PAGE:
BENGALURU, May 12 (Reuters) - Indian shares were weighed down by financials on Wednesday as Asian peers slumped on concerns over a potential pickup in U.S. inflation, while domestic COVID-19 deaths crossed the quarter-million mark with no signs of infections peaking.
Speculation that surging commodity prices and growing inflationary pressure in the United States could lead to earlier rate hikes and higher bond yields globally sent Asian shares to two-month lows, although U.S. Federal Reserve officials reiterated a firmly dovish policy stance.
In India, the central bank is seen maintaining status quo on interest rates as data expected later in the day is likely to show retail inflation eased to a three-month low in April. However, investors are concerned about potential outflows of foreign funds.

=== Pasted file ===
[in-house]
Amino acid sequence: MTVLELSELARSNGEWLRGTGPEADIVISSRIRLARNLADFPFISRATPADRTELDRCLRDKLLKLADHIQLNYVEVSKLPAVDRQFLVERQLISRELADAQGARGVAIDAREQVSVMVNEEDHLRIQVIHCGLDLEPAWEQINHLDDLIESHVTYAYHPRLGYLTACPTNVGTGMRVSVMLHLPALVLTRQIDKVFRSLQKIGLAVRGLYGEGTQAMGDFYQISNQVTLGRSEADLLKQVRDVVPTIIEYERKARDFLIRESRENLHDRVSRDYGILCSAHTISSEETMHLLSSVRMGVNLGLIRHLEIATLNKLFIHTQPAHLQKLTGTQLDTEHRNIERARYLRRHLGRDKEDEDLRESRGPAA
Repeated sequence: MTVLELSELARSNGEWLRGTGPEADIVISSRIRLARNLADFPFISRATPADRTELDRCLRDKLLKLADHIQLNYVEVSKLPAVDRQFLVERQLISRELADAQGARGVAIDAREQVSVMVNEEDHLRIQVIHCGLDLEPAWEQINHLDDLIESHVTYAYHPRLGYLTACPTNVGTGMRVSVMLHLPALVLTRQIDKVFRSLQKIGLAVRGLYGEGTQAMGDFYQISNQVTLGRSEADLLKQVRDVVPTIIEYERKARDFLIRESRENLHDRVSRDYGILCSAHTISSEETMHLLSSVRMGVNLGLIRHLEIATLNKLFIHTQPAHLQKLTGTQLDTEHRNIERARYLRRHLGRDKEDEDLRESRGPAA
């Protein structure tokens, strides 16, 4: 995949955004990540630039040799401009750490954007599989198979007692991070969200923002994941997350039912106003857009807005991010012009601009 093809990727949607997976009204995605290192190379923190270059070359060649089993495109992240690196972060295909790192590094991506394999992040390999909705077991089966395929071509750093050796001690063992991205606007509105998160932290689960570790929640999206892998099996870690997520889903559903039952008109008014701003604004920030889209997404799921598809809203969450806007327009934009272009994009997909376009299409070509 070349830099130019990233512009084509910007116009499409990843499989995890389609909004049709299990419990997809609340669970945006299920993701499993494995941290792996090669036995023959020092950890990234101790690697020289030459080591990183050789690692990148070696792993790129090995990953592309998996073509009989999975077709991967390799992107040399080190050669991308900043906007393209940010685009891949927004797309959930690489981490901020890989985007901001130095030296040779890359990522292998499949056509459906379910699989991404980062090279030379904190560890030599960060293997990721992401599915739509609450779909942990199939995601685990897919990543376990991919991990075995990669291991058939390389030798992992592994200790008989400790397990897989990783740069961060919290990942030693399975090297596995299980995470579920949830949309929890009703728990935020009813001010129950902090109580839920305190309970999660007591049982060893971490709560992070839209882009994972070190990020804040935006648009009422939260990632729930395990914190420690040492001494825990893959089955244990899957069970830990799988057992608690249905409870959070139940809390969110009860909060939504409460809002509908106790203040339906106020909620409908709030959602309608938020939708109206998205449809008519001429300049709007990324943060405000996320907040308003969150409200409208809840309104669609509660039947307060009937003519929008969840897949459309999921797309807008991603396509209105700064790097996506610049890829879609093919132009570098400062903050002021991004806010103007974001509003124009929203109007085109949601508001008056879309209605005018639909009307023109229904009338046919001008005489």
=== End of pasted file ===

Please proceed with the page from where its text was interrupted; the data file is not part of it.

"Any potential hike in U.S. interest rates because of inflation would be an area of concern for India as foreign funds, which were supporting a rally in recent months, could move back to an extent," said Anita Gandhi, director at Arihant Capital Markets.
Adding to investor concerns, India reported a record surge in coronavirus deaths in the past 24 hours, pushing its overall death toll over a quarter million. read more
Moody's Investors Service warned on Tuesday that the second severe wave of coronavirus infections would slow near-term economic recovery, slashing its real GDP growth forecast to 9.3% from 13.7% for the fiscal year ending March 2022. read more
Investors are also awaiting April auto sales data from the Society of Indian Automobile Manufacturers.
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